When he arrived at the Texas border, Celvyn Mejia Romero was a scared 10-year-old, with a machete scar and memories of a murdered uncle as reminders of why he’d embarked on a long, perilous journey from Honduras.

He feared staying in his homeland and desperately wanted to join his mother in the U.S. In July 2002, he and two cousins – 6 and 14 – ended up near Brownsville after traveling by train, bus and foot. He remembers his grandmother, who lived in Arimis, Honduras, preparing to send him away, handing him a bag of food, some water and telling him: “Get on the bus. Don’t look back. … Don’t come and hug me. Don’t say goodbye.”

Twelve years later, Mejla Romero is still fighting to stay in America. His tenacious – and unusually long – bid for asylum offers a singular glimpse into the complex world of immigration law and rules that many legal experts say are fiendishly difficult for anyone, especially kids, to negotiate. And yet at 22, Mejia Romero, who has lived longer in the U.S. than in his native Honduras, is hoping he’ll prevail.

“I think if I win this case … all my nightmares would end because I’d know I’m not going back there,” he said in an interview from his lawyers’ office in Boston.

Mejia Romero, who’d tried once before to get to the U.S. but was turned back in El Salvador, says he empathizes with the thousands of Central American kids who’ve recently appeared at the southern border without their parents. Many say they’re escaping gangs back home and hoping to reunite with family. Mejia Romero’s mother came to the U.S. when he was just 2, fleeing an abusive boyfriend; he remembers the joy of embracing her eight years later.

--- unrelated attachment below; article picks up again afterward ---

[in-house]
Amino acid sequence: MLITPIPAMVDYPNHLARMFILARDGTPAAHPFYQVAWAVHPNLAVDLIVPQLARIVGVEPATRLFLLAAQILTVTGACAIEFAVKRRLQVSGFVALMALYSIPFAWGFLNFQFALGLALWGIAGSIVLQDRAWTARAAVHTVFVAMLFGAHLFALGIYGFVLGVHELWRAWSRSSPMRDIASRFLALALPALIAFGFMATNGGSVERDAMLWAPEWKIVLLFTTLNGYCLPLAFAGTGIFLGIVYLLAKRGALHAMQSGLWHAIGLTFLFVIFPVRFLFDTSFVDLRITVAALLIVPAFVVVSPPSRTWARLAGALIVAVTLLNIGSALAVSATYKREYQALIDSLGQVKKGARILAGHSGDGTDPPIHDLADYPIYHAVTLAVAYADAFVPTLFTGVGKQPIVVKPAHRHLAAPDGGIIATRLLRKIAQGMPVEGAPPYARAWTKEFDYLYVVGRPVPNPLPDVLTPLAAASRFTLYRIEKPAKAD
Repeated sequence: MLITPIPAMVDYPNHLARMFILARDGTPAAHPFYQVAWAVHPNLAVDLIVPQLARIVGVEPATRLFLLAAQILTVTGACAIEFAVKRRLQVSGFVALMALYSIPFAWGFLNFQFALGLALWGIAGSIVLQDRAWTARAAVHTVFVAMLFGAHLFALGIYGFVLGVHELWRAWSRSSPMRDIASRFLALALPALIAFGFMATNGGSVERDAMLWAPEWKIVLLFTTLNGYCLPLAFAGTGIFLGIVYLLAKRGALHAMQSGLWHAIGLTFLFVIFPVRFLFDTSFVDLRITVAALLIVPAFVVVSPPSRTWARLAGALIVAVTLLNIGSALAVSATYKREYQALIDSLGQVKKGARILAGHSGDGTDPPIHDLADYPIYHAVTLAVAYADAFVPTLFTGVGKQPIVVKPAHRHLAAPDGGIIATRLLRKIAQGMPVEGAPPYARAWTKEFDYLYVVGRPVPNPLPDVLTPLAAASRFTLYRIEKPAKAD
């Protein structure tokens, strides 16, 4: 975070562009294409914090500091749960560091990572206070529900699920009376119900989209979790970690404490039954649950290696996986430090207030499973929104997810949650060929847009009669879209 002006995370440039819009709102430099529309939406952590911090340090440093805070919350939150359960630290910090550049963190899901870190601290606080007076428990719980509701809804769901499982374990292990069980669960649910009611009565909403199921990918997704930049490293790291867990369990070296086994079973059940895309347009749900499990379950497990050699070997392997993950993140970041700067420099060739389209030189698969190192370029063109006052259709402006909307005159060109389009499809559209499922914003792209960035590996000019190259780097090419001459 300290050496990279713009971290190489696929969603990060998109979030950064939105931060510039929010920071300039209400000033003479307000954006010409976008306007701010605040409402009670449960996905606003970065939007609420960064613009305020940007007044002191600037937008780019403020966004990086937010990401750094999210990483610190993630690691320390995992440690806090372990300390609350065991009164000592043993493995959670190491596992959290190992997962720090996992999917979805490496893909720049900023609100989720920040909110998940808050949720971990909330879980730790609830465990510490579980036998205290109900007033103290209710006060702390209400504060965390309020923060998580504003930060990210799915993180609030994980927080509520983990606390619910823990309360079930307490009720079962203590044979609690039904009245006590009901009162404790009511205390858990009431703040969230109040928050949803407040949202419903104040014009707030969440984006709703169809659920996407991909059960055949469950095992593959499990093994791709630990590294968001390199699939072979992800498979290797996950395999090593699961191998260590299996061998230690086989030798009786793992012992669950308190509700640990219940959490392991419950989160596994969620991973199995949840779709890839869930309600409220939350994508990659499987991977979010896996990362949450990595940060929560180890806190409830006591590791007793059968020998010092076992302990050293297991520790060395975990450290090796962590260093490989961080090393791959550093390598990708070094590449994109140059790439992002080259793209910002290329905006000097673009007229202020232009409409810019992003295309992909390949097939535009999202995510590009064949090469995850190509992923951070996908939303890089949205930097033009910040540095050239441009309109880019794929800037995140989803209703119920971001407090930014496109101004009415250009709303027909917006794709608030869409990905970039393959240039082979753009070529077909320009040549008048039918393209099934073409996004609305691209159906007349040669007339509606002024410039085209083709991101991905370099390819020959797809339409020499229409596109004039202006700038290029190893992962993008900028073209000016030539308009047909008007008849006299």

The flood of kids at the borders has ignited a political firestorm, with the House late Friday passing strict measures that the president quickly condemned. The Senate is already on a five-week summer break.

Last week, the director of the U.S. Citizenship and Immigration Services told a congressional hearing his agency had received more than 1,500 asylum applications from unaccompanied minors from October to June – just about 4 percent of the total. Most kids, though, don’t file for asylum for many months after their arrival.

Some critics say it has become too easy to win asylum and the standards for demonstrating persecution are too lenient. A person has to demonstrate a well-founded fear of persecution for reasons of race, religion, nationality, political opinion or membership in a social group. Kids seeking asylum based on fear of gangs often have trouble convincing immigration judges that’s the kind of persecution that warrants protection.

“The challenge that we face is the kinds of claims these kids are presenting,” said Wendy Young, president of Kids in Need of Defense, a group that provides pro bono lawyers for unaccompanied refugee and immigrant children in the U.S. “The law is very murky. … To these kids, they don’t care if it’s the military who’s holding a gun to their head or a gang member. They’re fleeing for their lives.”